Ahead of World Water Day (22 March), water treatment specialist, Veolia Services Southern Africa prompts government and local municipalities to consider the implementation of water reuse solutions, to protect our freshwater and groundwater resources respectively. There is a growing necessity for these interventions, as it is predicted that by 2025, there will be water shortages in 50 countries – including ours.
Wastewater reuse protects natural water resources (while making more water available)
Only 2,5% of the world’s water is available as freshwater yet demand for this resource grows steadily. Water reuse isn’t a recent innovation (Namibia has been using it for the last 50 years), but it presents an effective remedy to the scarcity of freshwater. Water reuse solutions make more water available while enabling preservation of natural water resources. In addition, water reuse controls costs and significantly reduces pollutant discharges – significant benefits for municipality, industry, mining and agriculture. As Antoine Frérot, Veolia Chairman and CEO said: “Wastewater can no longer be regarded as waste. Today, only 2% of the wastewater produced in the world is reused. There is a lot of room for improvement!”.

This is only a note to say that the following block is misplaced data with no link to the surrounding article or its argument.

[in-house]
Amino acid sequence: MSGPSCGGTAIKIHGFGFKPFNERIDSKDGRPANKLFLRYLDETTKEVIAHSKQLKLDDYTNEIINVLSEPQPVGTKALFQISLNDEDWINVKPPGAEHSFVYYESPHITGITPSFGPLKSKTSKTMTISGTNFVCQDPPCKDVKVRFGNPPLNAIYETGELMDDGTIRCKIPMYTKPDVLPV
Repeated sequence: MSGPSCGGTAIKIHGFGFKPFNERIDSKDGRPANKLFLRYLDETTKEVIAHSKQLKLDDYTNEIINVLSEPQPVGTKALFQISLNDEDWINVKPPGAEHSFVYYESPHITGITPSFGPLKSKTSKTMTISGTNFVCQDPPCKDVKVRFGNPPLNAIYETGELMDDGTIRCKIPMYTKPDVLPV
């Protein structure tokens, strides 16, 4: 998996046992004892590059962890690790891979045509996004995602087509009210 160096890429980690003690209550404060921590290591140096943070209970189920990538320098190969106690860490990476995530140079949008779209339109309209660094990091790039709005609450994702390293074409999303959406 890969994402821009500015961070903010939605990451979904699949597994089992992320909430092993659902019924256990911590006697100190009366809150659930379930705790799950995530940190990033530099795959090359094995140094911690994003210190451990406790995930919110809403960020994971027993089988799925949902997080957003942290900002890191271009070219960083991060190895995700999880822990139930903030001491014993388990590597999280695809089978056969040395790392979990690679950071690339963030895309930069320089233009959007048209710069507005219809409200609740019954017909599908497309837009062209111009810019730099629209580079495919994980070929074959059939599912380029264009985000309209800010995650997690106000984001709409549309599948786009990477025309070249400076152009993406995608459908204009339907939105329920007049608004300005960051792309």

Miles Murray, Director of Business Development, Veolia Services Southern Africa, believes that the limited adoption of wastewater reuse solutions in South Africa is to our detriment. “Investment in this sphere is seen as a grudge purchase, so making money available for this is very difficult, both for the municipal market and industrial markets,” he says.